In cities all over the world, old phone booths are sitting around, not doing much of anything. What are the possibilities for adaptive reuse for such outdated infrastructure?
In Japan, we've seen the Kingyobu collective's answer in the form of old phone booths transformed into giant goldfish aquariums. Now, in New York City, a company called City24x7 is making strides in making the phone booth relevant as an information portal, even for those who've got a fully charged cell phone in their back pocket.
Fast Co.Exist reports that City24x7 pulls out the black phone of the old booth and replaces it with a 32-inch iPad-esque touch screen. Through this screen, users can catch a glimpse of real-time news happening around them, including local events and transportation information (such as bus delays and traffic snarls). These facilities offer passersby promotions from local merchants, warnings of local environmental hazards, and conveniently enough, double as WiFi hot spots.
Download free music. Learn about local landmarks. Receive access to "exclusive walking tours." Engage in place-based gaming. And — here's the bit that's apparently proven popular with advertisers — get the low-down on "secret sales." (That's right, they're offering a buck off Frappacino at that Starbucks right around the corner.)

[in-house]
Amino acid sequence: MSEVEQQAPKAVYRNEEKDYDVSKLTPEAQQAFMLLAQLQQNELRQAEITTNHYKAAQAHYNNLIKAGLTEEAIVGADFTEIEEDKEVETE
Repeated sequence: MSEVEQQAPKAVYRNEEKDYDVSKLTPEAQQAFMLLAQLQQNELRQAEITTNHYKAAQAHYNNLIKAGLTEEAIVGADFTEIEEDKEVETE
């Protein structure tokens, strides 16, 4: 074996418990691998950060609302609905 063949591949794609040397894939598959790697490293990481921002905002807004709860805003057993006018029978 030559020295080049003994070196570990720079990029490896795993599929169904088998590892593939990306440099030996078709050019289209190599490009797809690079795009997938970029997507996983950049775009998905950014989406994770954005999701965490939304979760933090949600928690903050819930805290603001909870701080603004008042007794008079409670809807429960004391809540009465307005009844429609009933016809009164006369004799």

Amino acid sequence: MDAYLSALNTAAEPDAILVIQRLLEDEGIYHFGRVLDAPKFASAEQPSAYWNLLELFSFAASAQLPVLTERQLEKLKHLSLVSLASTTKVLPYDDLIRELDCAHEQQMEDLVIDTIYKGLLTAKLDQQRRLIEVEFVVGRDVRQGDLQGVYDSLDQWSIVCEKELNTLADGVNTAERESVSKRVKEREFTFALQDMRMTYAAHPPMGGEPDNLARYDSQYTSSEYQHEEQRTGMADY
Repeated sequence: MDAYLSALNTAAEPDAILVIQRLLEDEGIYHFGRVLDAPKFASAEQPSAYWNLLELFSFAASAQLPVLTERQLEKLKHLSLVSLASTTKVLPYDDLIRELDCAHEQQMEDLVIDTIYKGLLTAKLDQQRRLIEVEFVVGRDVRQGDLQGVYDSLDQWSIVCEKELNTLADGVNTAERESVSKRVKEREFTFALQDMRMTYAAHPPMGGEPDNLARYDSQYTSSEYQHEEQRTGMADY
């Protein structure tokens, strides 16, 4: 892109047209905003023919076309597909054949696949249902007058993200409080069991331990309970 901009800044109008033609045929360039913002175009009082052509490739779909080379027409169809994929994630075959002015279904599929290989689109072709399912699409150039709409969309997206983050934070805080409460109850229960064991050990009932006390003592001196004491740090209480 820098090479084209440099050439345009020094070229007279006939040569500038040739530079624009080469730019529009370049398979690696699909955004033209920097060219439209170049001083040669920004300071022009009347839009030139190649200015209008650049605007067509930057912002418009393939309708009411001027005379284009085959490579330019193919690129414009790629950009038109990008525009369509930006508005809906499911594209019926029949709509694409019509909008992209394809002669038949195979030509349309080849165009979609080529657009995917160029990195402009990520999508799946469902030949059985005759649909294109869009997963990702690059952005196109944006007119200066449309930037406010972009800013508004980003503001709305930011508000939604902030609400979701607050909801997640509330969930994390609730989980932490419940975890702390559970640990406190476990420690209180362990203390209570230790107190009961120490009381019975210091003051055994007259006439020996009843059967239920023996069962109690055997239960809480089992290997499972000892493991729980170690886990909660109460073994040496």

Lest you think this all so much frivolity, however, consider that regularly spaced WiFi spots can also serve the purpose of public safety in a city. Like the old highway call box (or even the police call-box Dr. Who's TARDIS was fashioned after), part of the idea here was to give citizens a convenient place to notify the authorities of an emergency, should they observe or happen to be involved in one. And, in a bit of a nod to the booth's former function, people will eventually be able to use these ADA-accessible SmartScreens to make Skype calls.
The aim is nothing less than to use technology and new social media to "inform, project, and revitalize cities," according to City24x7 CEO Tom Touchet, who recently presented his company's smart screen tech at the Meeting of the Minds conference in San Francisco. City24x7′s screens are filled with buttons that look a whole lot like apps, and many of them actually are based on real apps and available online services.(Restaurant reviews? Those come from Google Places' Zagat info. Transportation data? Roadify.)
Both of which you could, of course, just pull up on your iPhone. But the difference here is that all info is hyper-local — no more searching through a whole website (on a tiny screen) to get the nugget you need. "It's highly integrated. You don't need to go to the Roadify website–all channels of the city are local to where you are," explains Jeff Frazier, director of global public sector practice at Cisco IBSG (Cisco is also involved in the SmartScreen project).
City24x7 is just now wrapping up a two-year pilot of its screens in NYC, and is moving ahead with 250 SmartScreens in the coming months. One of these comes could be coming soon to a city near you, as the company is currently in talks with approximately 20 other cities around the world.